We look forward to continuing to build out the ParentsClick Network and contributing even more back to the community!

Comments

JohnForsythe’s picture

Off topic, but in the interest of keeping the front page a little more coherent, can we change the headline to something Drupal-centric? Maybe "Lifetime Networks acquires popular Drupal-powered parenting site". For people not familiar with MothersClick, the current headline doesn't really tell you much.

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m3avrck’s picture

Ah yes John, very good catch. Surprised no editors caught this either thanks :)

Partner at Detroit Venture Partners. Sold ParentsClick to A&E. Ex-Drupal dev. Cornell Engineering alum. Tech pioneer leading startup renaissance in Detroit.

iimitk’s picture

Source.

That's great. Hard work pays off well. Congrats.

_________________________
"Creativity is knowing how to hide your resources" - Albert Einstein.

________________________
"Creativity is knowing how to hide your resources" - Albert Einstein.

gollyg’s picture

Interesting write up. Totally agree with the concept of building your own modules when your requirements differ from what's available. There is a great definition of ruby on rails that kind of applies to downloading a module that is an imperfect fit:

Ruby on Rails: The VisualBasic of the Web, making the first ninety percent of what you need to do easy by making the last ten percent impossible.

http://www.eod.com/devil/archive/ruby_on_rails.html

I am guessing this means that your community api is not going to be released. I would be interested in hearing more about what you developed on this front.

Good luck with the site, its great to see people who are so active in drupal development reaping the rewards.

AHerbertas’s picture

very good job, by the way what you have developed and haven't shared with the community?

Greetings,
Herbertas

slayerment’s picture

Great post Ted. Glad to see that all the hard work has paid off and hope all works out well!

ChrisBryant’s picture

Congratulations Dietrich, Ted and the rest of the team! Great work on the network of sites and your contributions to the Drupal community.

Great design btw! ;-)

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Gravitek Labs

thomjjames’s picture

Congratulations to everyone involved! Great news!
I think this is great news for Drupal too because it throws it into the spotlight!

Tom
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Peiper’s picture

Great site and great news for Drupal m3avrck!
We are also running a huge site with propietary code right now and heading to a brand new Drupal redesing. At this time, we need 10 servers (4 of them webservers) to serve 60 million pages/month. I'm wondering if you can tell the community how many servers you are using at Mothersclick to achieve 1 billion pages/month (I guess is 1.000 millions). Thanks and congratulations.

m3avrck’s picture

To reach that number in our testing we were running 10 servers as well, with 6 web and 4 DB. To squeeze out more pageviews at this level requires tons of server optimization and caching but varies greatly on your Drupal configuration. I hope to detail more of this soon on my blog. And thanks!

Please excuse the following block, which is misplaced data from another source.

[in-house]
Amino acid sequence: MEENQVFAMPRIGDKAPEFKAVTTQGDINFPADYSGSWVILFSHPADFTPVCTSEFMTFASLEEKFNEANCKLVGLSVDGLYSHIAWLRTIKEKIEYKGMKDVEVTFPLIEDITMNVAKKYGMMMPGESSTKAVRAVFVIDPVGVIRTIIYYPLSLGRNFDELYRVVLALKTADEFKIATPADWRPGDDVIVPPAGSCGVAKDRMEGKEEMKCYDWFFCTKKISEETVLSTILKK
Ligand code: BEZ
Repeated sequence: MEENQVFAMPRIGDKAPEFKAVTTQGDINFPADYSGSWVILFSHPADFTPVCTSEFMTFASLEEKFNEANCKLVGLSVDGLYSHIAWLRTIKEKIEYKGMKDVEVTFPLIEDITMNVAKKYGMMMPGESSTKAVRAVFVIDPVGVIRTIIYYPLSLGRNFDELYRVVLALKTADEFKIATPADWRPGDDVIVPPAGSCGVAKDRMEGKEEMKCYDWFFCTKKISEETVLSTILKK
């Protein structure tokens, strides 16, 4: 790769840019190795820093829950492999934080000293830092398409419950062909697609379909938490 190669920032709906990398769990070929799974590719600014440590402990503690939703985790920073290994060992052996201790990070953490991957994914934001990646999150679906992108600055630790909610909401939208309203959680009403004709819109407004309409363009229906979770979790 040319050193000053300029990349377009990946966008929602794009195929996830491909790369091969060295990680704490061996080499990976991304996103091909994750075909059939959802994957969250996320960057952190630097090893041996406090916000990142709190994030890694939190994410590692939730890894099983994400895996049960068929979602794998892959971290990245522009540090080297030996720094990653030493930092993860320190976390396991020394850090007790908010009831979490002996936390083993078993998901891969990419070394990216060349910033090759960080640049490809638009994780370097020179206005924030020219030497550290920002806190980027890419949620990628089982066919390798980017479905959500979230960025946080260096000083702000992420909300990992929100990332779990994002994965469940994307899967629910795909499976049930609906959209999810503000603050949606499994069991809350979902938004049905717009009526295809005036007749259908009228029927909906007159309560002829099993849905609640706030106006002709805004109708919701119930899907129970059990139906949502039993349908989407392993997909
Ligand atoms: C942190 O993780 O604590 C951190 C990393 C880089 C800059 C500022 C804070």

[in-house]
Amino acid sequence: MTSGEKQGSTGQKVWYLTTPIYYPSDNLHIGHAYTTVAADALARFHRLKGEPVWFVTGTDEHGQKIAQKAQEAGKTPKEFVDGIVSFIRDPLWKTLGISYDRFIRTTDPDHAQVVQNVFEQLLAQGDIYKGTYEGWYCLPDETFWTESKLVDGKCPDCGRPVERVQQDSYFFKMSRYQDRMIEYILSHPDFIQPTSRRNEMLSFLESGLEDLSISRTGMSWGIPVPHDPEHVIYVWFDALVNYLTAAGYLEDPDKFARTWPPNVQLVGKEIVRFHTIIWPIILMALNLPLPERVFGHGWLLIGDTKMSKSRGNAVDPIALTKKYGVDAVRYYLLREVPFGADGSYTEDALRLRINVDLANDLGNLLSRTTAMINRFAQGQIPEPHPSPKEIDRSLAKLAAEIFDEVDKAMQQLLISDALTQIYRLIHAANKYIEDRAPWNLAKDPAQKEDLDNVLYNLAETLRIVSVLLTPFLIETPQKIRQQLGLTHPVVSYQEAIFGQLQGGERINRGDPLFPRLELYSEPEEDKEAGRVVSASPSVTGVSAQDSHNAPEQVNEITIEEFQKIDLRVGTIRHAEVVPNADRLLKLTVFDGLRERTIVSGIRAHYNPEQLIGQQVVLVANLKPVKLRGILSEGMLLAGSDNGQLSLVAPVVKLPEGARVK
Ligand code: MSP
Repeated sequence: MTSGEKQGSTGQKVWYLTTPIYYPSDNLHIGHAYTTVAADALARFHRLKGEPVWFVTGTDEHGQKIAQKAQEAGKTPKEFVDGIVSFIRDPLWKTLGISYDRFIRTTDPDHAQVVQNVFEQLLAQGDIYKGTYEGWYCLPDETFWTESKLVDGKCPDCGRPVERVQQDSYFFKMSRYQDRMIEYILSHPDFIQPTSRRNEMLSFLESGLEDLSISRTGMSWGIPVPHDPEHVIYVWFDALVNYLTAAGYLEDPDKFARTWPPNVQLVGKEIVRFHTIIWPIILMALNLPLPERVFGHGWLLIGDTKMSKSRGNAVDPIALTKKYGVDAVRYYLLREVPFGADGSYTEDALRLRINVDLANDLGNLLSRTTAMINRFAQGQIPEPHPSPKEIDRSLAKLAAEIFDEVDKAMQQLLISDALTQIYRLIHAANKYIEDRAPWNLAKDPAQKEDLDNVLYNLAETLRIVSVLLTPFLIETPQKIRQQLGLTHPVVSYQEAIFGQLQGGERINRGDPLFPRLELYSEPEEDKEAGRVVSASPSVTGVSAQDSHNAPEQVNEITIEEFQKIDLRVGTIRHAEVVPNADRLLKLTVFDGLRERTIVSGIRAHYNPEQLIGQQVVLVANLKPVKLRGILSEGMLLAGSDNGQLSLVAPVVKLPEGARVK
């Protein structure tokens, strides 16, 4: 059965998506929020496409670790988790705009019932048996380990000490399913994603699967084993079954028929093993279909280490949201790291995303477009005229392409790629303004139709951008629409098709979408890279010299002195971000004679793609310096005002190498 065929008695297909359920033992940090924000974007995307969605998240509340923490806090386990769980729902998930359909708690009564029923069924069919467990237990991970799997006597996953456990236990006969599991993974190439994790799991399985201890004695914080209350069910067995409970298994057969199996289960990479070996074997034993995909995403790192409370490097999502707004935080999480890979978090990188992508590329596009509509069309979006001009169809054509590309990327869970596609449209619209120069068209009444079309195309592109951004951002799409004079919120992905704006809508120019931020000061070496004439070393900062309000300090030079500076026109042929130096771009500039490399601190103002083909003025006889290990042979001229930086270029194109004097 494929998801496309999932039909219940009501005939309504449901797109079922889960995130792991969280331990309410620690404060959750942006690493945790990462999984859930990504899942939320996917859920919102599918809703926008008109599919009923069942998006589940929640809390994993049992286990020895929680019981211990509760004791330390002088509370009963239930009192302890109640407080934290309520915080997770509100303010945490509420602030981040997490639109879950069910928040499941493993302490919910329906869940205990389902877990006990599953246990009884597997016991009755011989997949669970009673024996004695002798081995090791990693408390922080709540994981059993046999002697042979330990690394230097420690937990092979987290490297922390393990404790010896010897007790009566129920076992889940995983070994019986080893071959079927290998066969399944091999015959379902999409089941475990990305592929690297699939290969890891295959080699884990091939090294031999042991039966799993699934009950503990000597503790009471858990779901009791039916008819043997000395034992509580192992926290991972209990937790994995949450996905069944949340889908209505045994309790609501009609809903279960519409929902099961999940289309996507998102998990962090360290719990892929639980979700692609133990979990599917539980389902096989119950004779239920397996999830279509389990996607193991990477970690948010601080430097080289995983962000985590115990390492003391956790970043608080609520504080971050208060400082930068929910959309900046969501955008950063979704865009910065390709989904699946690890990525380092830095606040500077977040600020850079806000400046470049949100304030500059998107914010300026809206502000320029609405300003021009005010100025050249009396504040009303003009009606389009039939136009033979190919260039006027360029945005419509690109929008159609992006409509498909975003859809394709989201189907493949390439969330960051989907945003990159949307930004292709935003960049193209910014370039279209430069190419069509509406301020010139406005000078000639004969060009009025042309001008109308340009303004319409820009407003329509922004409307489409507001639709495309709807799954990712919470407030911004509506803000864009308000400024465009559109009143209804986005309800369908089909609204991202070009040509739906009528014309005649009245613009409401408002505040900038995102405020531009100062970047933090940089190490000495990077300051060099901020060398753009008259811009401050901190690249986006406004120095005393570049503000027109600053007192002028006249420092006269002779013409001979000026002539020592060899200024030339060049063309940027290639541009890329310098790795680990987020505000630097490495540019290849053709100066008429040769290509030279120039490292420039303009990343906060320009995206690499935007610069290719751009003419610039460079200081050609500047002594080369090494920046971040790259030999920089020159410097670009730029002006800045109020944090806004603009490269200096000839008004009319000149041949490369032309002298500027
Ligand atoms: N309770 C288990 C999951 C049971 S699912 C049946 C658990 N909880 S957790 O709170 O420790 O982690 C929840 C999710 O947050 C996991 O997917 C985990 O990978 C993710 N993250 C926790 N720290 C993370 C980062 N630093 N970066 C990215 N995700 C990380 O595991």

Partner at Detroit Venture Partners. Sold ParentsClick to A&E. Ex-Drupal dev. Cornell Engineering alum. Tech pioneer leading startup renaissance in Detroit.

Peiper’s picture

We've benchmarked our framework (we do have a modified version of Drupal we're running, with almost all patches living in the Drupal queue and/or in D6 or D7 now) and servers to be able to handle 1 billion+ page views a month

Sorry for the missunderstanding, I've read you're already serving 1 billion page views a month, now I see it is a stress test. Hoping to read the details at your blog about tuning and caching, I assume that figures are reached only with anonymous users on a testing environement.

markus_petrux’s picture

I would appreciate if you could describe a little bit your infrastructure to reach those numbers. If you don't mind, I have a few questions.

running 10 servers as well, with 6 web and 4 DB

How did you approach the problem to sharing readonly -vs- read/write files across web servers?
How were you balancing connections between webservers? squid? cdn? other?
If you were using MySQL replication or similar, how many new/updated nodes/comments/other? a day? Total number of nodes?
If you were using memcached, where in those 10 boxes did you put the nodes? or you where using additional dedicated/cheaper boxes for that purpose?

I hope to detail more of this soon on my blog.

Please post the link here.

Doubt is the beginning, not the end of wisdom.

julma’s picture

Thank you for sharing this.

Would you be interested to tell us and discuss more about what you ve learned in project management with drupal so far ?
http://groups.drupal.org/projectManagement

Blackstallion’s picture

Mylifetime.com looks great!
You are right, Drupal is more of a Content Management Framework than a CMS, if one needs to take full advantage of it, one has to manually fine tune it by doing custom coding.
Thanks for posting this.
Cheers

dmnd’s picture

Hi Ted,
That is great news. congratulations!

Was your site built on 4.7?
Have you kept on 4.7?
How do you deal with the upgrade issue?
5? 6?

Thank you. congratulations again!

John27’s picture

Very interesting, how it works.
Any body use that system?

flash menu’s picture

Could you write time/money you've spent to build that site?